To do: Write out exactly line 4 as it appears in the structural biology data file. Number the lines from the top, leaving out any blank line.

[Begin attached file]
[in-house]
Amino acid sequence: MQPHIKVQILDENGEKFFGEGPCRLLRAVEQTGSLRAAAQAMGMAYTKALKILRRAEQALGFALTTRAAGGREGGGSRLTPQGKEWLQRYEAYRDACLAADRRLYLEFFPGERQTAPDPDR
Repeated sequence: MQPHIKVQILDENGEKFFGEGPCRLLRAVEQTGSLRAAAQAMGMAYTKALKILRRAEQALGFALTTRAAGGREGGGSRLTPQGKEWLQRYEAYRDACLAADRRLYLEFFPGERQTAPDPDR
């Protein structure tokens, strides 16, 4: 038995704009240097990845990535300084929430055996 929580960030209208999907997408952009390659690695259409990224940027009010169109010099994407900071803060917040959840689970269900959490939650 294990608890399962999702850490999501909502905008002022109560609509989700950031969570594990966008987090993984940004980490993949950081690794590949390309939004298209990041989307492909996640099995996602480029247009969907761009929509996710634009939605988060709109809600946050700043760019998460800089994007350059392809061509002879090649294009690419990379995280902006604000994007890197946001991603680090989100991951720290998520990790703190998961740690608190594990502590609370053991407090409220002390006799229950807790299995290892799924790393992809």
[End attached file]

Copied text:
């Protein structure tokens, strides 16, 4: 038995704009240097990845990535300084929430055996 929580960030209208999907997408952009390659690695259409990224940027009010169109010099994407900071803060917040959840689970269900959490939650 294990608890399962999702850490999501909502905008002022109560609509989700950031969570594990966008987090993984940004980490993949950081690794590949390309939004298209990041989307492909996640099995996602480029247009969907761009929509996710634009939605988060709109809600946050700043760019998460800089994007350059392809061509002879090649294009690419990379995280902006604000994007890197946001991603680090989100991951720290998520990790703190998961740690608190594990502590609370053991407090409220002390006799229950807790299995290892799924790393992809």